Yarn. Without it, a hook is useless. Of you’re a beginner, what do you choose?
It’s incredible how many types of yarn there is. Unfortunately, the more there is, the harder the decision! What are the best yarns for crochet? I’ll show you.
Table Of Contents
- The Best Yarns For Crochet
- The Way Yarns Come
- Yarn vs. Thread – What’s The Difference?
- The Types Of Fiber
- The Different Yarn Weights
- How To Read Yarn Labels
- Crochet Yarn – Your Questions Answered
- Things To Remember When Choosing The Best Crochet Yarn
The Best Yarns For Crochet
Red Heart Soft Yarn
There is a silky feel to this yarn. A versatile worsted weight yarn appropriate for all projects, from hats to throws and accessories to garments.
Easy care as you wash and dry in the machine.
An easy choice for crocheters, as it’s one of the best acrylic yarns.
There is a lovely range of colors, brights, and pastels. Suggested size crochet hook – I-9 / 5.5mm. 5-ounce ball weight, 256-yard length.
- So soft with a lovely luster
- Great drape
- Some crafters found the yarn splits when crocheting.
Lion Brand Yarn Pound Of Yarn
This worsted weight yarn comes in lots of lovely colors and is perfect for many different projects. Suitable for baby items, particularly blankets.
It’s machine washable at a temperature not above 40C / 105F and tumble dried on the hottest setting. It’s an economical size (16oz, yardage 1020yds.
- Economical size for larger projects
- Great choice of colors
- A bit rough, but it softens up beautifully after washing.
Caron One Pound Solids Yarn
The amount of yardage in this one-pound skein makes it more economical for crochet projects. Makes gorgeous scarves, sweaters, home decor items, and afghans/blankets.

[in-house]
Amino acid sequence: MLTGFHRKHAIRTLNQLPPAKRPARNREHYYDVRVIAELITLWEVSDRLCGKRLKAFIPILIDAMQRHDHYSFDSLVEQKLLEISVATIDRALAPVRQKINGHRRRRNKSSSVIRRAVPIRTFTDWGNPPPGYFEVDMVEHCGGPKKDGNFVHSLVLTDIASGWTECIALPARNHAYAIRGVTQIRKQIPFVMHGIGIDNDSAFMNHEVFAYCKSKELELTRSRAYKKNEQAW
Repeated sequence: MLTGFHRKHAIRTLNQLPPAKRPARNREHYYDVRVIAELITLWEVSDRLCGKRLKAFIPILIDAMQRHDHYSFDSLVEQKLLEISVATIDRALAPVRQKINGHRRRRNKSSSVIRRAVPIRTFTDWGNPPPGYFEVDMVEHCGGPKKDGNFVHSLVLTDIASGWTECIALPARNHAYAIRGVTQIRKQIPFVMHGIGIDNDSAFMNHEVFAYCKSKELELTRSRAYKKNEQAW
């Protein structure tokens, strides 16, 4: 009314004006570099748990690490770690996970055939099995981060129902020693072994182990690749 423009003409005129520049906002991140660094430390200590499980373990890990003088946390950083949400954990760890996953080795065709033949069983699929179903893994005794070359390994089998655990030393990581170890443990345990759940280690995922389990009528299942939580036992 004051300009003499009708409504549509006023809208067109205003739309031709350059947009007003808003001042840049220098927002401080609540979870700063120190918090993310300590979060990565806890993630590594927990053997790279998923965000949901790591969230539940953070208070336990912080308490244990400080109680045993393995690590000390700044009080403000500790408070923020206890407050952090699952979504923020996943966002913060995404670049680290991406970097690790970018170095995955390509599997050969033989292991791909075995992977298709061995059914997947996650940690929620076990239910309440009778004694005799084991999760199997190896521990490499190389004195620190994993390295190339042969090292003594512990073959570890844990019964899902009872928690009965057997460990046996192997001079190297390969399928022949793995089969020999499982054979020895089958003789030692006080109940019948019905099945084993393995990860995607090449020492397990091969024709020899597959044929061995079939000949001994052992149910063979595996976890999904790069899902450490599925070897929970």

It is 16 oz with 812 yards worsted weight and available in 39 different colors.
- Manufactured in North Carolina USA
- Machine washing in warm water, gentle cycle, and tumble drying on low heat
- Many crocheters say it’s the easiest yarn to crochet with
- It may feel a little rough but softens after washing.
Red Heart With Love
A soft yarn with a great choice of solids and multi-colors. It’s machine washable and safe to place in a tumble dryer. The solids are 7oz, and the multi are 5oz balls.
- Great for all sorts of crochet projects – hats, scarves, mittens
- Feels soft as you work
- Some users found the yarn had knots.
Bernat Blanket Yarn
A gorgeous soft chenille yarn, perfect for blankets and home decor items. It’s super bulky weight means projects crochet up quickly.
Ball Size: 300g / 10.5 oz, 201 meters / 220 yards.
- Machine washable and dryable
- Economical size
- Be sure to check the color you select is 10.5 oz. Some colors are the smaller size of 5.3 oz.
Bernat Super Value
Bernat Super Value yarn is an economical, worsted weight yarn in a huge range of colors. Available in solid and multi-colored shades, from brights to neutrals and stripes.
There are different ounces for Ball Size.
- Solids/Ragg/Heathers: 197g / 7 oz, 389 meters / 426 yards
- Ombres: 142g / 5 oz, 251 meters / 275 yards.
- Machine washable and dryable for easy care
- Good quality and doesn’t tend to split
- Some of the best yarn for crochet clothes
- One of the cheaper, high-quality acrylic yarns
- Be sure to check the ounces of yarn for the color you select.
Lion Brand Scarfie Yarn
Scarfie is a soft and lofty wool blend yarn with enough yardage to knit or crochet a full-length scarf.
- Lovely range of colors
- A textured yarn
- Suitable for garments, accessories, and afghans.
- If you don’t like gradients, this yarn isn’t for you.
Lion Brand Wool-Ease Thick & Quick
A super bulky blend of 80% acrylic and 20% wool. It crochets up quickly and is an ideal beginner yarn.
- Machine washable and dryable
- It’s the best yarn for crochet clothes if you’re making extra warm sweaters, jackets, vests, slippers, and hats
- Made with natural and synthetic fibers
- Some people found the yarn tends to split.
Patons Classic Wool Worsted
100% worsted weight wool, great for garments, scarves, hats, mittens, and home decor items. Also great for felting projects. A soft feel, not itchy and scratchy.
- Fabulous range of colors.
- Only hand wash and leave flat to dry. This is a little more time-consuming but keeps woolens looking beautiful, so it is worth it.